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Safe Boating on the Bay and Beyond

Checklist for a happy summer

Accidents happen on the water. Boats sink, unsinkable boats capsize, people fall overboard, vessels collide. The Chesapeake can become violent in an instant. During our hot summers, storm cells can form and travel down the Bay at high speed, sometimes giving little or no warning of their approach, especially near or after dark. They can have winds in excess of 70 knots.
    Never think it won’t happen to you. It is always wise to be prepared.


Last week’s high winds and uncomfortable seas did not help anyone track the rockfish bite. The odds are, however, that the fish will be regrouping somewhere near where they were before weather fronts moved through. Start at the mouths of the tributaries: Podickery, below the Bay Bridge, Hacketts and Thomas Point; or try Gum Thickets, Love Point and Poplar Island. You’ll surely spot some good marks on your finders near at least one of those locations.
  It’s also time to start looking for white perch holding along structure in shallow water. Throwing small spinner baits, or tiny jigs under casting bobbers, small crank baits or sub-sized spoons will catch a tasty fish fry this time of year.
  Croaker are finally here and in good numbers with fish up to 20 inches. Big schools at Hackett’s and Whitehall Bay, Tolley and around Thomas Point Light. The first bluefish has been caught at the mouth of the Eastern Bay; more are sure to follow.
  Spot are not showing up in any numbers yet. Down south toward Hoopers and Crisfield, redfish and spotted sea trout are. Crabs are still as slow to come on as our summertime weather. Be patient; it will all be starting up soon.

    Personal Floatation Devices are the first and most critical boating safety device, a never-forget requirement. They must be on every boat of any size, even kayaks and canoes. Have at least one PFD of proper size for every person on board, and make sure everyone knows where the PFDs are stored. If things begin to get dicey, have your party put them on immediately. Do not wait for a problem. By then it could be too late.
    Youngsters under the age of 13 on boats of less than 21 feet, by Maryland law, must wear a PFD when under way. My kids wore them until they were 15 on boats of any size. I recommend that youngsters on your craft do so as well.
    All boats over 16 feet must have a throwable, approved floating device that is within reach — not stored with the PFDs under a hatch. The necessity of the within reach requirement becomes immediately evident if someone falls overboard while you are under way, or if they go over in heavy weather or while your boat is disabled.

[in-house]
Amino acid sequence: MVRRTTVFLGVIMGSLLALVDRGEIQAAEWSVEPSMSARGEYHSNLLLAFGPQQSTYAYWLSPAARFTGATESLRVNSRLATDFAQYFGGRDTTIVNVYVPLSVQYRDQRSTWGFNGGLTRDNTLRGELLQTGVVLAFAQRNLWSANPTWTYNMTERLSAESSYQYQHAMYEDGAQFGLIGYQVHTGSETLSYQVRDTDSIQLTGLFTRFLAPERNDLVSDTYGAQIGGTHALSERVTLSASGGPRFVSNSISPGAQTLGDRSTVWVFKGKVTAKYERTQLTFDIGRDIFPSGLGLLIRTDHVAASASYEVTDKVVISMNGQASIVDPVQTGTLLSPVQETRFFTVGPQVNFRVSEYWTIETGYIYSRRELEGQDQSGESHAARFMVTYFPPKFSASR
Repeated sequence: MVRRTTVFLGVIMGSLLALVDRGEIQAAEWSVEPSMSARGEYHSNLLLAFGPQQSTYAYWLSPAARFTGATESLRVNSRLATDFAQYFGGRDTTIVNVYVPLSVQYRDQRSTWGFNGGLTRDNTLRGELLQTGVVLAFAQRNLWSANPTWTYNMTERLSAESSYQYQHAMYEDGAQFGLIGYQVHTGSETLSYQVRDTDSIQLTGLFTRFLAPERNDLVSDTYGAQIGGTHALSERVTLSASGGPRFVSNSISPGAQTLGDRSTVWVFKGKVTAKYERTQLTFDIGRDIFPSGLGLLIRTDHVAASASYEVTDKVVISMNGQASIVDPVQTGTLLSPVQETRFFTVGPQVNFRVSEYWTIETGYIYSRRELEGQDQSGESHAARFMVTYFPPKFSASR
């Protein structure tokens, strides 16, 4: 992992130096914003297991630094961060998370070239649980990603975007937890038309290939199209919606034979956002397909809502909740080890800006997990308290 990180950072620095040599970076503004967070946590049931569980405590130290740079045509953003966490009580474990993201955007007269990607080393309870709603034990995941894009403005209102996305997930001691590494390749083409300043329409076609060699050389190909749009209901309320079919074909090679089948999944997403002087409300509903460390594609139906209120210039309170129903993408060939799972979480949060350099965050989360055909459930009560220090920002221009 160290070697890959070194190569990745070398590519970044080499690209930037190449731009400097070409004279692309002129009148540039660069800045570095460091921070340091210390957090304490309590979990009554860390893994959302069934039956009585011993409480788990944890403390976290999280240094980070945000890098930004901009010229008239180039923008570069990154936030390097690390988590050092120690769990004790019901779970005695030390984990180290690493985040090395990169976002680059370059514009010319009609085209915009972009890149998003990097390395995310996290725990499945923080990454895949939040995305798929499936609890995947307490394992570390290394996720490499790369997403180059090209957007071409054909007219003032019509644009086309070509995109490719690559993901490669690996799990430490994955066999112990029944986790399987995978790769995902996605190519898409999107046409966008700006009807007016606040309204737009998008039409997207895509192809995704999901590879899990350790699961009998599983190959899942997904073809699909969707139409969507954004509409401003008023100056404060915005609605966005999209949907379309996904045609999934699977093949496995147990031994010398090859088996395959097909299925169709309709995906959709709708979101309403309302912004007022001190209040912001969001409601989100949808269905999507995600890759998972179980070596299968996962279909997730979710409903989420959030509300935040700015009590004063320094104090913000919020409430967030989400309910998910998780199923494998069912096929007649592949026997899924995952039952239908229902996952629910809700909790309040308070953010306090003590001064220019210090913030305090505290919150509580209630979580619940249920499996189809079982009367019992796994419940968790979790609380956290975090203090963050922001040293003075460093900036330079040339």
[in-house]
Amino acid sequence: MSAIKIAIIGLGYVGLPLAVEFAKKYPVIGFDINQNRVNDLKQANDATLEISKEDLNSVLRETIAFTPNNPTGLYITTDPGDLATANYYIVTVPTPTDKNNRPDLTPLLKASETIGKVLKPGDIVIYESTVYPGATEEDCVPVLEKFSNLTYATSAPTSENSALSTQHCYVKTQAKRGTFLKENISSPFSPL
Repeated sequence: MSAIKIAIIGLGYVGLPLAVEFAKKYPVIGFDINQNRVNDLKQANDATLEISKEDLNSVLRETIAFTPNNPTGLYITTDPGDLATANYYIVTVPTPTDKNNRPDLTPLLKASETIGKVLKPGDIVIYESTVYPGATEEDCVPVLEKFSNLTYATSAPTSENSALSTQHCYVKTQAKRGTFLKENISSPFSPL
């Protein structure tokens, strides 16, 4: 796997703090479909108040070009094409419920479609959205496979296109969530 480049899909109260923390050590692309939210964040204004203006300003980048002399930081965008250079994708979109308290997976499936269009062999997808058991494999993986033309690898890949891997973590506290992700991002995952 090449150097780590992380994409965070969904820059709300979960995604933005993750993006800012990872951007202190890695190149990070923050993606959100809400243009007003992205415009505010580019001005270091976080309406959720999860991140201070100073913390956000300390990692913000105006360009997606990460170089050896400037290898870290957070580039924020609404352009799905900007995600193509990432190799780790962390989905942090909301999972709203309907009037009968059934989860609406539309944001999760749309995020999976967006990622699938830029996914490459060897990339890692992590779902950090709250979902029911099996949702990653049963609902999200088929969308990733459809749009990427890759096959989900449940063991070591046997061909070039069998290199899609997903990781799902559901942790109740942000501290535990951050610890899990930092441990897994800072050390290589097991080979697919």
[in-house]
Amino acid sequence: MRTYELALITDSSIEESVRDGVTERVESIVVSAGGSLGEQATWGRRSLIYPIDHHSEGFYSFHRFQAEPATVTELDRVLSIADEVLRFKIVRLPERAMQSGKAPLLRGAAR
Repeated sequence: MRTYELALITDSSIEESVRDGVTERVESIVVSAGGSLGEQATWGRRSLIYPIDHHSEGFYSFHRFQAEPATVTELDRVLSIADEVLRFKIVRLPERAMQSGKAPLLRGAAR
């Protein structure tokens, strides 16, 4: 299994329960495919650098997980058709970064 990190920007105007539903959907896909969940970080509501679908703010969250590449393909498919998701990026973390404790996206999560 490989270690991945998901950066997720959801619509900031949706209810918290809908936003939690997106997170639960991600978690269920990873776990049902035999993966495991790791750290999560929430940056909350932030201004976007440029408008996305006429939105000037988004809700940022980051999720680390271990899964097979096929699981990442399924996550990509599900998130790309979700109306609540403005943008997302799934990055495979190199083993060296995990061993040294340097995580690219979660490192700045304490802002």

A sound-producing device must also be in your emergency kit. If this seems superfluous, try to think how long you can scream for help when you really need it. Not very long. Air horns using compressed air are the best; always have a backup can of air. Whistles are good as well, and each PFD should have one attached.
    Distress signals such as aerial flares (minimum of three by law) must be on board with effective dates clearly noted. More than that are desirable. If you’re in real trouble no one may notice the first three. Think about that.
    Have at least one operational fire extinguisher on board and stored away from the areas where a fire is likely to occur, such as near a gas tank, battery or the engine compartment.
    Always be sure you have enough fuel and oil. If you don’t have a fuel gauge, tote an extra fuel can along with at least enough to get you to the closest port.
    Carry at least one good strong flashlight with extra batteries, and check it before you depart. If you get stranded at night, it will be priceless. Be sure all your navigational lights are operational and your boat’s batteries are fully charged. A low battery is a sign of an electrical problem. No matter how reliable an engine is, if you don’t have cranking power, you won’t be getting home.
    It is always a good idea to have a portable two-way VHF radio on board with extra batteries. It is a good backup to the boat’s radio, which won’t work if you lose electrical power, and cell phones that won’t work if they get wet. The radio will also give you constant access to the most current weather forecasts and updated storm warnings.
    Having a GPS system is also a good idea. If you’re in need of assistance, it is very difficult to guide people to your location if you don’t know precisely where you are.
    Always have an anchor on board with adequate line attached, 150 feet if you’re boating the Chesapeake mainstem. If you lose power and the wind is blowing, without an anchor you can drift for miles and often into rocky, shallow and otherwise dangerous areas. The anchor rope can also serve as a towline if another boat offers assistance.
    Keep spares on hand of critical items such as hull plugs, spark plugs, navigation bulbs and fuses. You’ll also need the tools to install them.
    Always remember to check your safety list plus the latest weather forecast before starting out. The lives you save may be those of people you love, yourself included.